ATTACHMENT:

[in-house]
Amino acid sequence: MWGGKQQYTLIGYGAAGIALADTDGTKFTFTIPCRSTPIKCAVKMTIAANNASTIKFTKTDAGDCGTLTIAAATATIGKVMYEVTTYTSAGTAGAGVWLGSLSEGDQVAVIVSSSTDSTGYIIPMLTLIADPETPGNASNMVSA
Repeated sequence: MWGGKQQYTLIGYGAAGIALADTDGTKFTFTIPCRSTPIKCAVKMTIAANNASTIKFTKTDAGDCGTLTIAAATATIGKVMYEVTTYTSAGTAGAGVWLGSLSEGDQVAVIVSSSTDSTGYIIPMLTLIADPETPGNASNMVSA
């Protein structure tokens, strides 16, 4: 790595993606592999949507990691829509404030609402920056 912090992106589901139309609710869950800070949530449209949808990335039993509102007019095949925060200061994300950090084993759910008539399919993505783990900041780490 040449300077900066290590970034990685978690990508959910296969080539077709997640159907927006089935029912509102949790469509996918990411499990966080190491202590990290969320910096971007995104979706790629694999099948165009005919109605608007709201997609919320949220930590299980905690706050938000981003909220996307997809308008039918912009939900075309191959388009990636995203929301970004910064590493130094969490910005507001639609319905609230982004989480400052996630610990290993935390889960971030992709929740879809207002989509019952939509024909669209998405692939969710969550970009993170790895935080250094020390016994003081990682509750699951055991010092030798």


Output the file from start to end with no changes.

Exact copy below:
[in-house]
Amino acid sequence: MWGGKQQYTLIGYGAAGIALADTDGTKFTFTIPCRSTPIKCAVKMTIAANNASTIKFTKTDAGDCGTLTIAAATATIGKVMYEVTTYTSAGTAGAGVWLGSLSEGDQVAVIVSSSTDSTGYIIPMLTLIADPETPGNASNMVSA
Repeated sequence: MWGGKQQYTLIGYGAAGIALADTDGTKFTFTIPCRSTPIKCAVKMTIAANNASTIKFTKTDAGDCGTLTIAAATATIGKVMYEVTTYTSAGTAGAGVWLGSLSEGDQVAVIVSSSTDSTGYIIPMLTLIADPETPGNASNMVSA
């Protein structure tokens, strides 16, 4: 790595993606592999949507990691829509404030609402920056 912090992106589901139309609710869950800070949530449209949808990335039993509102007019095949925060200061994300950090084993759910008539399919993505783990900041780490 040449300077900066290590970034990685978690990508959910296969080539077709997640159907927006089935029912509102949790469509996918990411499990966080190491202590990290969320910096971007995104979706790629694999099948165009005919109605608007709201997609919320949220930590299980905690706050938000981003909220996307997809308008039918912009939900075309191959388009990636995203929301970004910064590493130094969490910005507001639609319905609230982004989480400052996630610990290993935390889960971030992709929740879809207002989509019952939509024909669209998405692939969710969550970009993170790895935080250094020390016994003081990682509750699951055991010092030798």